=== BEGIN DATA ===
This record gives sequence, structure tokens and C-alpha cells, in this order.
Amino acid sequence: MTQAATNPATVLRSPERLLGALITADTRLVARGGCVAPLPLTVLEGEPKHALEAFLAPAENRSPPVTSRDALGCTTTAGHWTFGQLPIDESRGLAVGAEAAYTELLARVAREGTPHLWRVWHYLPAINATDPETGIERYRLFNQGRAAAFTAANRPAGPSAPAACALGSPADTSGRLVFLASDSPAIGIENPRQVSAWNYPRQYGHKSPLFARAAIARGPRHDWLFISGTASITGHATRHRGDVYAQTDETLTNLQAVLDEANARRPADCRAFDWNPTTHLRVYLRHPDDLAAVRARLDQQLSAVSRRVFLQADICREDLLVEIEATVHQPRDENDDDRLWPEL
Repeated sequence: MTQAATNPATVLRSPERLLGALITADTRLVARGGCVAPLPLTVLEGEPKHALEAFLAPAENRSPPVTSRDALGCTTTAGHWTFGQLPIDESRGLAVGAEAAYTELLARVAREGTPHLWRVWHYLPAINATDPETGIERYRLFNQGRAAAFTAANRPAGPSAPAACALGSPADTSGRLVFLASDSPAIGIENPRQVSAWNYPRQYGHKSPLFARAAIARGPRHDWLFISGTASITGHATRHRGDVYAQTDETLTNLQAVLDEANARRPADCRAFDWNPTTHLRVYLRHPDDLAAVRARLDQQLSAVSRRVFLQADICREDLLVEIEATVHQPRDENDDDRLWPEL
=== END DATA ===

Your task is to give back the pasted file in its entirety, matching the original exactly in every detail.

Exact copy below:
This record gives sequence, structure tokens and C-alpha cells, in this order.
Amino acid sequence: MTQAATNPATVLRSPERLLGALITADTRLVARGGCVAPLPLTVLEGEPKHALEAFLAPAENRSPPVTSRDALGCTTTAGHWTFGQLPIDESRGLAVGAEAAYTELLARVAREGTPHLWRVWHYLPAINATDPETGIERYRLFNQGRAAAFTAANRPAGPSAPAACALGSPADTSGRLVFLASDSPAIGIENPRQVSAWNYPRQYGHKSPLFARAAIARGPRHDWLFISGTASITGHATRHRGDVYAQTDETLTNLQAVLDEANARRPADCRAFDWNPTTHLRVYLRHPDDLAAVRARLDQQLSAVSRRVFLQADICREDLLVEIEATVHQPRDENDDDRLWPEL
Repeated sequence: MTQAATNPATVLRSPERLLGALITADTRLVARGGCVAPLPLTVLEGEPKHALEAFLAPAENRSPPVTSRDALGCTTTAGHWTFGQLPIDESRGLAVGAEAAYTELLARVAREGTPHLWRVWHYLPAINATDPETGIERYRLFNQGRAAAFTAANRPAGPSAPAACALGSPADTSGRLVFLASDSPAIGIENPRQVSAWNYPRQYGHKSPLFARAAIARGPRHDWLFISGTASITGHATRHRGDVYAQTDETLTNLQAVLDEANARRPADCRAFDWNPTTHLRVYLRHPDDLAAVRARLDQQLSAVSRRVFLQADICREDLLVEIEATVHQPRDENDDDRLWPEL